A mourning dove landed – then, the only sign of nearby life.  It looked anything but mournful, perky rather, even triumphant.

Snow Rescuers Snowstorm 1 2015

Snow-Rescuers at Dusk

There is a sea of white on the ground, seafoam on all the clenched rhododendrons, foam and sea spray and god knows what else taking the place of sky.  All day, that sky resembled the solid fog that surrounds icebergs.  This I experienced from the deck of the SS France, which had embarked on the anniversary of the Titanic disaster, sailing that long-ago April of 1964

If Henry were here, he’d be chronicling numbers assiduously.  He would want you to know that all day the thermometer at the front door has ranged very few degrees above ten.  Late afternoon, and it has soared to eighteen.

Snow Removal Snowstorm 1 2015

Snowplows in Half-Light

This yard is so empty of life, because Society Hill residents are forbidden to feed the birds.

The mourning dove seems taken up residence for now, puffing itself to stay warm.  There is no nourishment for it nor for turkey vulture, anywhere around here.

One friend who lives at Society Hill tells me that she and a friend have seen a coyote right in the middle of their street, very nearby.  I have yet to find coyotes here nor in the Pole Farm, but I am always searching

Another friend has gone ski-birding twice this week.  Some of her miracles include kinglets — those golden-crowned and ruby-crowned living jewels who zip about on the ground, feeding with the dapper chickadees.  And, also at the Pole Farm, she was blessed with two female Northern harriers, and the most elusive and rare male, known as “the grey ghost.”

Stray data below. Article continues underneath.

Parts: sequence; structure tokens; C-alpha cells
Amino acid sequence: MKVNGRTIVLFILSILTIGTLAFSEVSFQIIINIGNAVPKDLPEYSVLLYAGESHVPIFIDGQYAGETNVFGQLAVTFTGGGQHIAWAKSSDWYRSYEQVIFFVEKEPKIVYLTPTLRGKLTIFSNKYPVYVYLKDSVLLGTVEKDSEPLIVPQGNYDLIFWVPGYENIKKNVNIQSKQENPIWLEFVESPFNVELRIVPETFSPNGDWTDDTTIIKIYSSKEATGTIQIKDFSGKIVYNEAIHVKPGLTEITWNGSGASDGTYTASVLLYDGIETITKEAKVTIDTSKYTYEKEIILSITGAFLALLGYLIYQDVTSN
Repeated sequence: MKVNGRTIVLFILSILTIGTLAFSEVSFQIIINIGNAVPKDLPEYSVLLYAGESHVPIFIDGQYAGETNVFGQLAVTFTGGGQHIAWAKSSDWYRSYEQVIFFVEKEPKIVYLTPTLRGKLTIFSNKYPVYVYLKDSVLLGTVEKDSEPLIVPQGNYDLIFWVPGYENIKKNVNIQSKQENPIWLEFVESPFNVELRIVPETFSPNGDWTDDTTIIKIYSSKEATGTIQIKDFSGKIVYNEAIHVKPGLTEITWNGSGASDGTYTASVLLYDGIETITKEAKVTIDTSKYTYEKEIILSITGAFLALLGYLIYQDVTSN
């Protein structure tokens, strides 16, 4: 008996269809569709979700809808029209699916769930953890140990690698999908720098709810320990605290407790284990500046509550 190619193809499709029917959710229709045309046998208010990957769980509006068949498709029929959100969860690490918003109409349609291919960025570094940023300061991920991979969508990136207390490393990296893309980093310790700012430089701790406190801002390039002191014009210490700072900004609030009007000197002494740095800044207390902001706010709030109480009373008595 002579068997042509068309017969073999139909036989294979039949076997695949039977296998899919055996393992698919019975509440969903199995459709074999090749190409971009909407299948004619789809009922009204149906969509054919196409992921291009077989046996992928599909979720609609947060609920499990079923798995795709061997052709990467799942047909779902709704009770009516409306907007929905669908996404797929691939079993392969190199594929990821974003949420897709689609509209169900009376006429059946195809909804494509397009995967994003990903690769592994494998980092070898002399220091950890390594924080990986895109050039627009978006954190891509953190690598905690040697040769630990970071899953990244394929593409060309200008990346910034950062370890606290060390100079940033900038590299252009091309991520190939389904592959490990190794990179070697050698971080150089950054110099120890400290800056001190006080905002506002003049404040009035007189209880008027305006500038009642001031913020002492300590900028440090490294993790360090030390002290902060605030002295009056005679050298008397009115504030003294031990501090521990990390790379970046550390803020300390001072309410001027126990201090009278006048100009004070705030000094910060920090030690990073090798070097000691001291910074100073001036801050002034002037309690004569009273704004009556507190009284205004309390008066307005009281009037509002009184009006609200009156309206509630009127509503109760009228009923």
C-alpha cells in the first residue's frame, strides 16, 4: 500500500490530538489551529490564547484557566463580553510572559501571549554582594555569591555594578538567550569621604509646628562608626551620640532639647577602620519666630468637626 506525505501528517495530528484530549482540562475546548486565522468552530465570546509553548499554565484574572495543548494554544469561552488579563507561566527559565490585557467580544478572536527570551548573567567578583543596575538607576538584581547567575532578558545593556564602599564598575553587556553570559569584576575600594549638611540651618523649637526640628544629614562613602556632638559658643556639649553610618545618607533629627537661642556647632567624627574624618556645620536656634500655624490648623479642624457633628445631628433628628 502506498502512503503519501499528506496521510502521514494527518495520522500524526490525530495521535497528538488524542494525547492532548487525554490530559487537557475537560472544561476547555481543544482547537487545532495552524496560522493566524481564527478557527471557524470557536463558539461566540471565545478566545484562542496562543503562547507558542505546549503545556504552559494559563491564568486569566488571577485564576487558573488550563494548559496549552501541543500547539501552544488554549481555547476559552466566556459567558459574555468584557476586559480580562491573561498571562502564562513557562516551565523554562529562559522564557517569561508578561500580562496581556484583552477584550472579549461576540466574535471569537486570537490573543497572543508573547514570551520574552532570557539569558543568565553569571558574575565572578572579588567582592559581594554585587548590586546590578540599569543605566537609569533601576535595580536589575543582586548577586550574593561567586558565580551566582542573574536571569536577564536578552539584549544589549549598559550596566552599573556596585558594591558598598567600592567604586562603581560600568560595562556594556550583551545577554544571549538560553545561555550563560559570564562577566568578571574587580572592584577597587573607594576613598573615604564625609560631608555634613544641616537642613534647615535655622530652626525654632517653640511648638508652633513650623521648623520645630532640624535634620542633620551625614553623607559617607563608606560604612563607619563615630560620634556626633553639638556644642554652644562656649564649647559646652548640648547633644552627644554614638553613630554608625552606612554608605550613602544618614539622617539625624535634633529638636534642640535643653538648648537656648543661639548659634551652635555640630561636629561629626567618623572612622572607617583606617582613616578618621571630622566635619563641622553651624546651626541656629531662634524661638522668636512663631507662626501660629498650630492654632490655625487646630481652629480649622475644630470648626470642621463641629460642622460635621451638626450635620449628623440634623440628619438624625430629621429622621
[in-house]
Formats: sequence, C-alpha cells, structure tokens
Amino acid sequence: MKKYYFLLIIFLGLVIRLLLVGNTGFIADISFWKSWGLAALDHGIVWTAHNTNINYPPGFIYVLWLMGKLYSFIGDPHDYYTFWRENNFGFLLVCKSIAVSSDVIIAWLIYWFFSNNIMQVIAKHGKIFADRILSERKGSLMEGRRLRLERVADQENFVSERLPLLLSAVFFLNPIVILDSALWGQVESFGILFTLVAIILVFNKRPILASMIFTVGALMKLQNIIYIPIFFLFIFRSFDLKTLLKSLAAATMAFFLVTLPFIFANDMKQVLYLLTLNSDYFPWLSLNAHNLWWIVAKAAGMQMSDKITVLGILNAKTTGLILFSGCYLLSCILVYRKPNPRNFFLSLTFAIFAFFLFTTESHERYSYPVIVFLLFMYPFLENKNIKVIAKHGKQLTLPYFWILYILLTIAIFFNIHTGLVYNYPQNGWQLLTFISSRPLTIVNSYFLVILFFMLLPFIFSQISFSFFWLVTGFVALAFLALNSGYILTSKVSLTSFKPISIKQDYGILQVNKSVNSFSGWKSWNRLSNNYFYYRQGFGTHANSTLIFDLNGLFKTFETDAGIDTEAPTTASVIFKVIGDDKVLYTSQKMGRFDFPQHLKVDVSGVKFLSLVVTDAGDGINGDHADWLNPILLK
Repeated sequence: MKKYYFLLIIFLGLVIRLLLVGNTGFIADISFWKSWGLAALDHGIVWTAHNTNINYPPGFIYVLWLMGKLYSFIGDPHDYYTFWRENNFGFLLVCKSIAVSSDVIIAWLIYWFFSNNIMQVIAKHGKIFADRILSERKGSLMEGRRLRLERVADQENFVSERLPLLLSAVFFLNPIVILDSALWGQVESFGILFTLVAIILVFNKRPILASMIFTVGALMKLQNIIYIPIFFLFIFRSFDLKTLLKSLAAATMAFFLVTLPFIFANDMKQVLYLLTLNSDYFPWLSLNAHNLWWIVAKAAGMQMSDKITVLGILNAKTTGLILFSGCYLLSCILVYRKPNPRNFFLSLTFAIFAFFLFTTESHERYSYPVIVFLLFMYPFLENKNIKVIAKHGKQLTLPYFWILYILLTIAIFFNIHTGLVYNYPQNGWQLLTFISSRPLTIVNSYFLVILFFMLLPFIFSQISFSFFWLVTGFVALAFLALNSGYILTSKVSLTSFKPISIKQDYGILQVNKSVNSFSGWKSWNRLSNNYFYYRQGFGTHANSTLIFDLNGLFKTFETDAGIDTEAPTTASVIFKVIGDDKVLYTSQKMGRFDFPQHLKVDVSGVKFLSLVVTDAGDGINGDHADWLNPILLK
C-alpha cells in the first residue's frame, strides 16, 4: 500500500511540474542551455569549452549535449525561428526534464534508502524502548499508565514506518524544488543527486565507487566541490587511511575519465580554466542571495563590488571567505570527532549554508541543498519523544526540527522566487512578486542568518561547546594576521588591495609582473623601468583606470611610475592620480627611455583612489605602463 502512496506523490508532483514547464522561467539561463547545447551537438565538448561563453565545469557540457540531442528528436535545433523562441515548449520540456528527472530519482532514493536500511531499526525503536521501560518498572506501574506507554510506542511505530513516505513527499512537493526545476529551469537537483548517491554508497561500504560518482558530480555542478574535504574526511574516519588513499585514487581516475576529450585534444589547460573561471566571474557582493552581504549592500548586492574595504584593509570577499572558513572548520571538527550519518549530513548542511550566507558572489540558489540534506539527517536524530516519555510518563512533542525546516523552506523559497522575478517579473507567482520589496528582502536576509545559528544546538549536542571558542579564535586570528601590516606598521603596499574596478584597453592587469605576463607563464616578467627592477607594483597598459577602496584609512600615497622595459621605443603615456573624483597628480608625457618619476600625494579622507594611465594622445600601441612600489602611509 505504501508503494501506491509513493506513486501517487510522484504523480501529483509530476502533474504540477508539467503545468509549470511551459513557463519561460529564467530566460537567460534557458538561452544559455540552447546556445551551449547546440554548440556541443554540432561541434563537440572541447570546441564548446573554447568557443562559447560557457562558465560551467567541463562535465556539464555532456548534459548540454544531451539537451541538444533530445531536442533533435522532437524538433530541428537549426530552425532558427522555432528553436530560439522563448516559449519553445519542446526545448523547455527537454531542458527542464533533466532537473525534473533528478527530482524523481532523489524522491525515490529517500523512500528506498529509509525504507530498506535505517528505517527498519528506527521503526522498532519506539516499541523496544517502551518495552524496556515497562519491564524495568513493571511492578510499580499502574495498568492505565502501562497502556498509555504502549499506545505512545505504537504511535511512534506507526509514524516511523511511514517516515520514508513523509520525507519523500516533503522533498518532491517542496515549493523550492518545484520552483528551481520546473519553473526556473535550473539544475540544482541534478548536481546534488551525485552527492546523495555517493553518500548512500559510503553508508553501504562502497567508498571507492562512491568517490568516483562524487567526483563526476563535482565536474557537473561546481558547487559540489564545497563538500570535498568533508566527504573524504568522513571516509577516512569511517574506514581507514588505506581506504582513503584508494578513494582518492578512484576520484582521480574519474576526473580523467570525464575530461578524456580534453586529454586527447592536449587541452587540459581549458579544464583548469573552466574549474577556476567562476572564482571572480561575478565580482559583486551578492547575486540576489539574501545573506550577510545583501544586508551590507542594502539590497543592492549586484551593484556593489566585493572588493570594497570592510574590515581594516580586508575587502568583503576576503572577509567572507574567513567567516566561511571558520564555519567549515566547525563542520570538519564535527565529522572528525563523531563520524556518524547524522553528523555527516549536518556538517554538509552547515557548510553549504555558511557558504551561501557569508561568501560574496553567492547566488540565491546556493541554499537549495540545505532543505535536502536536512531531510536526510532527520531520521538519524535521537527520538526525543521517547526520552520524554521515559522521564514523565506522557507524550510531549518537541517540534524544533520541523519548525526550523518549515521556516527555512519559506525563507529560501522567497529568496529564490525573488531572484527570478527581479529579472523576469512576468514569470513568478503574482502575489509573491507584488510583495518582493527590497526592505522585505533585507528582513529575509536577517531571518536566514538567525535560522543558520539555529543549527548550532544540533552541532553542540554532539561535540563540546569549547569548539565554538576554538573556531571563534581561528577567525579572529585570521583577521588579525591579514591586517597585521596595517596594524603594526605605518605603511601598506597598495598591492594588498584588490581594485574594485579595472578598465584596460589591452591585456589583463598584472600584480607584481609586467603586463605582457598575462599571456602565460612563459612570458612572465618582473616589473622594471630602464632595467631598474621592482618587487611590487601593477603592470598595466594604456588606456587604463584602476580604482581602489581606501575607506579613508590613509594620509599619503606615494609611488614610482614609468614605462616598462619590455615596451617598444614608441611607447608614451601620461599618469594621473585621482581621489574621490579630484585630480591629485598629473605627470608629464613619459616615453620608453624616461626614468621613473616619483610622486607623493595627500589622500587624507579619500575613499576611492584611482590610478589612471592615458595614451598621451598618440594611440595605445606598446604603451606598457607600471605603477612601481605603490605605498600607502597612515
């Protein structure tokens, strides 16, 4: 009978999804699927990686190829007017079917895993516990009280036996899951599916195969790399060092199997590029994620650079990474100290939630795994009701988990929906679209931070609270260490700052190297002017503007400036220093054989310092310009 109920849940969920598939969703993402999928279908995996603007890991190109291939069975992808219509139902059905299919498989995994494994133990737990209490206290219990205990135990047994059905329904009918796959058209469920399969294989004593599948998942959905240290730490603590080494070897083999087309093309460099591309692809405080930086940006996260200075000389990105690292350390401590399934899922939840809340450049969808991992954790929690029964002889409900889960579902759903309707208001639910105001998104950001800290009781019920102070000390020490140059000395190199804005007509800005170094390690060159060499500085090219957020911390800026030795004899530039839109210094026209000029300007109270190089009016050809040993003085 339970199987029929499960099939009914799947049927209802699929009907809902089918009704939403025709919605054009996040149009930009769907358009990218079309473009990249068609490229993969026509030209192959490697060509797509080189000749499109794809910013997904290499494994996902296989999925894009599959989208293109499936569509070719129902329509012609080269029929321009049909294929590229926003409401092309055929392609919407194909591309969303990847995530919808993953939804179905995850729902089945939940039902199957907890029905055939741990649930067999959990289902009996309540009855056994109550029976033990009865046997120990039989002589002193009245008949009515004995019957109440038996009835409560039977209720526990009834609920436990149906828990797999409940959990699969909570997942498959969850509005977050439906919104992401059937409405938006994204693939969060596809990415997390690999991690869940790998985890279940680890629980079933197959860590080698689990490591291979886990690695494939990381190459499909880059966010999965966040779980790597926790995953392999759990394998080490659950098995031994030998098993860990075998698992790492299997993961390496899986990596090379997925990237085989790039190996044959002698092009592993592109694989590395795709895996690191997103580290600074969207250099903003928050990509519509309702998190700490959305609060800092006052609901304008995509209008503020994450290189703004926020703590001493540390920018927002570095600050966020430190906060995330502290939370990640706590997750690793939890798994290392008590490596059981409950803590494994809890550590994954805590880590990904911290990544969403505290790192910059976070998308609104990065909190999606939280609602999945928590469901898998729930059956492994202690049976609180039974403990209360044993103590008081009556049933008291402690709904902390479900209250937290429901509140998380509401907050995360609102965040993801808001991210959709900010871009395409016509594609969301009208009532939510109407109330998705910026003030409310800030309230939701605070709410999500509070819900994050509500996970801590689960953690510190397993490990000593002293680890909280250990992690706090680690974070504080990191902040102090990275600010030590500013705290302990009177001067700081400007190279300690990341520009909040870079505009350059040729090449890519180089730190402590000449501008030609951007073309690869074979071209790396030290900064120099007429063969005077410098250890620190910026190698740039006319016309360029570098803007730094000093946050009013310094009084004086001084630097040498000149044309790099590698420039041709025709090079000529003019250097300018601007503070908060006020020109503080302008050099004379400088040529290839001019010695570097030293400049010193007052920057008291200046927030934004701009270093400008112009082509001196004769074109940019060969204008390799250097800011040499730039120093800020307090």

Although the snow has seemed to stop, swirls arrive, I guess from roofs.  The last burst itself was a grey ghost.

Dire Beauty, Mid-Storm

Dire Beauty, Mid-Storm

AFTER THE STORM

After the Snow Snowstorm 1 2015

Calm after Snowstorm 1 2015

BUT WILD, poem inspired by wild rice at Abbott Marshlands

For New Year’s Eve, no images, but words

Long ago, my editor at the Packet, and now my dear friend, Ilene Dube, insisted I become a blogger for them.

It was to focus on nature, especially of New Jersey.

But Ilene insisted that those blogs include my poetry.

As co-founder of Princeton’s storied Cool Women Poets, how could I refuse.

Here is one that was always a favorite at our jazz-like readings, in New Jersey, Pennsylvania, New York and Oregon — “But Wild”.

Of course, this theme was crucial to my Packet blog, and remains so now.

This poem was inspired by experiencing wild rice, 10 to 12 feet tall, which it achieves in one season, at the Abbott Marshlands, with Mary Leck, botanist extraoridinare, who, with her husband (ornithologist extraordinaire) Charlie Leck, put that Marsh on the map, internationally.

BUT WILD

I seek a canoe

birch bark

still on the silk shore

of some broad Minnesota lake

in autumn

spice on the air

red-gold bittersweet twining

high among lakeside pines

water more green than blue

stiff/supple grasses parting

as we nose our silent way

to that center to which ancestors were led

by Grandfather Sky/Grandmother Moon

we make no sound

in whisper water

every clump of grass

bending in seasonal submission

my paddle enters the lake

noiseless as the sharpest knife

as my partner thrashes grasses

they bend to right/to left

filling his sweet lap

then our entire canoe

with brown black heads of rices

that have never been anything

but wild

CAROLYN FOOTE EDELMANN

August 24, 2001

WOODCOCKING – SEEKING THE ELUSIVE AT MAPLETON PRESERVE

Sometimes, a bizarre pursuit can result in exorbitant pleasure.

Birders know that late March, –as dusk plunges into darkness, in empty fields, even in cold wind and after drizzling rain–, one of the keenest joys of birding can unfold.  Woodcocks, –even right here in Princeton and Kingston and Rocky Hill and Plainsboro Preserve –perform their mating dance at sundown.  Birders strain to hear that characteristic “Peent”, and the odd ascending/descending whirling buzz that alerts those in the know to look up for that short-lived dance, something unique in all the world.